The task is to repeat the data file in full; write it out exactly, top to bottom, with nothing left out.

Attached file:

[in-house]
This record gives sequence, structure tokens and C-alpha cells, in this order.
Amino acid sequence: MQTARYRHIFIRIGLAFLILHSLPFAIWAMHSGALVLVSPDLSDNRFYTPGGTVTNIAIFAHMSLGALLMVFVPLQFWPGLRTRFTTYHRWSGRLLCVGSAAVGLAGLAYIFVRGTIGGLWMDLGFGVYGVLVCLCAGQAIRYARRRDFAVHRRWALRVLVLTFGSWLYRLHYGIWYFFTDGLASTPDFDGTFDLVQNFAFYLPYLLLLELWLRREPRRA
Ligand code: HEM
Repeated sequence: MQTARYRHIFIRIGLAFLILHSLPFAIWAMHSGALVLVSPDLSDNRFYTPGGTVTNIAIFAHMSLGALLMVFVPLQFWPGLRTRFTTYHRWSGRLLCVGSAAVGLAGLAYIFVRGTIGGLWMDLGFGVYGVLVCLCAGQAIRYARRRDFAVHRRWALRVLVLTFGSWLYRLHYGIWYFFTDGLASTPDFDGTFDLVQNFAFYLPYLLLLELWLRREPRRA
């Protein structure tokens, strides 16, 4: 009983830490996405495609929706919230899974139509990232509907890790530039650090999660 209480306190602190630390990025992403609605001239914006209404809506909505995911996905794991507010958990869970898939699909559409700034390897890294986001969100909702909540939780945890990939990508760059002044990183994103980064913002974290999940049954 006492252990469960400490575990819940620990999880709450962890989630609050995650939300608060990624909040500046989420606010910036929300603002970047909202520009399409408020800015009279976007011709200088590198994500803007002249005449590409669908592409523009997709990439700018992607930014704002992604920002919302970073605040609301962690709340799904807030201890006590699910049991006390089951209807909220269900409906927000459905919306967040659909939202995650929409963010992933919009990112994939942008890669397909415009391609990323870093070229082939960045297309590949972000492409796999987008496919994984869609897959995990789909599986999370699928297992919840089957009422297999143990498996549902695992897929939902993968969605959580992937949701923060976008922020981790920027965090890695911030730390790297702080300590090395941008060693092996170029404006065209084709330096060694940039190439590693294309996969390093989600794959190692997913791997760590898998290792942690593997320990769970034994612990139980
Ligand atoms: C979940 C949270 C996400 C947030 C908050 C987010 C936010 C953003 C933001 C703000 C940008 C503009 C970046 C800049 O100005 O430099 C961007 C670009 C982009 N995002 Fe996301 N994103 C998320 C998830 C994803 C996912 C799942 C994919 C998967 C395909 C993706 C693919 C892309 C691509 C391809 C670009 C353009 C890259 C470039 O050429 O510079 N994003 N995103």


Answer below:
[in-house]
This record gives sequence, structure tokens and C-alpha cells, in this order.
Amino acid sequence: MQTARYRHIFIRIGLAFLILHSLPFAIWAMHSGALVLVSPDLSDNRFYTPGGTVTNIAIFAHMSLGALLMVFVPLQFWPGLRTRFTTYHRWSGRLLCVGSAAVGLAGLAYIFVRGTIGGLWMDLGFGVYGVLVCLCAGQAIRYARRRDFAVHRRWALRVLVLTFGSWLYRLHYGIWYFFTDGLASTPDFDGTFDLVQNFAFYLPYLLLLELWLRREPRRA
Ligand code: HEM
Repeated sequence: MQTARYRHIFIRIGLAFLILHSLPFAIWAMHSGALVLVSPDLSDNRFYTPGGTVTNIAIFAHMSLGALLMVFVPLQFWPGLRTRFTTYHRWSGRLLCVGSAAVGLAGLAYIFVRGTIGGLWMDLGFGVYGVLVCLCAGQAIRYARRRDFAVHRRWALRVLVLTFGSWLYRLHYGIWYFFTDGLASTPDFDGTFDLVQNFAFYLPYLLLLELWLRREPRRA
């Protein structure tokens, strides 16, 4: 009983830490996405495609929706919230899974139509990232509907890790530039650090999660 209480306190602190630390990025992403609605001239914006209404809506909505995911996905794991507010958990869970898939699909559409700034390897890294986001969100909702909540939780945890990939990508760059002044990183994103980064913002974290999940049954 006492252990469960400490575990819940620990999880709450962890989630609050995650939300608060990624909040500046989420606010910036929300603002970047909202520009399409408020800015009279976007011709200088590198994500803007002249005449590409669908592409523009997709990439700018992607930014704002992604920002919302970073605040609301962690709340799904807030201890006590699910049991006390089951209807909220269900409906927000459905919306967040659909939202995650929409963010992933919009990112994939942008890669397909415009391609990323870093070229082939960045297309590949972000492409796999987008496919994984869609897959995990789909599986999370699928297992919840089957009422297999143990498996549902695992897929939902993968969605959580992937949701923060976008922020981790920027965090890695911030730390790297702080300590090395941008060693092996170029404006065209084709330096060694940039190439590693294309996969390093989600794959190692997913791997760590898998290792942690593997320990769970034994612990139980
Ligand atoms: C979940 C949270 C996400 C947030 C908050 C987010 C936010 C953003 C933001 C703000 C940008 C503009 C970046 C800049 O100005 O430099 C961007 C670009 C982009 N995002 Fe996301 N994103 C998320 C998830 C994803 C996912 C799942 C994919 C998967 C395909 C993706 C693919 C892309 C691509 C391809 C670009 C353009 C890259 C470039 O050429 O510079 N994003 N995103």